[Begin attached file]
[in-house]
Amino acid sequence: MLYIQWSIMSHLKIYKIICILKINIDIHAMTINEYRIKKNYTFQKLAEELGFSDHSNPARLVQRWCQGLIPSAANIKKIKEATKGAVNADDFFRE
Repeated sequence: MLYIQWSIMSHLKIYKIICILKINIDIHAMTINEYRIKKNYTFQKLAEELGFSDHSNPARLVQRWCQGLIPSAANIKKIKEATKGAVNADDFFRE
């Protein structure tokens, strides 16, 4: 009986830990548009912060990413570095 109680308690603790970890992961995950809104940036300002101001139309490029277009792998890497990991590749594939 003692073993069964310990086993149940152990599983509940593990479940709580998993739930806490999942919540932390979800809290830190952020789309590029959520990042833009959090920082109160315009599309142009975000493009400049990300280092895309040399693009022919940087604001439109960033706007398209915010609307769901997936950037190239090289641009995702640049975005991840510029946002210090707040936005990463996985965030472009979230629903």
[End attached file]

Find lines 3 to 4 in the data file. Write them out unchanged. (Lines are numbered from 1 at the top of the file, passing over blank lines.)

Repeated sequence: MLYIQWSIMSHLKIYKIICILKINIDIHAMTINEYRIKKNYTFQKLAEELGFSDHSNPARLVQRWCQGLIPSAANIKKIKEATKGAVNADDFFRE
């Protein structure tokens, strides 16, 4: 009986830990548009912060990413570095 109680308690603790970890992961995950809104940036300002101001139309490029277009792998890497990991590749594939 003692073993069964310990086993149940152990599983509940593990479940709580998993739930806490999942919540932390979800809290830190952020789309590029959520990042833009959090920082109160315009599309142009975000493009400049990300280092895309040399693009022919940087604001439109960033706007398209915010609307769901997936950037190239090289641009995702640049975005991840510029946002210090707040936005990463996985965030472009979230629903």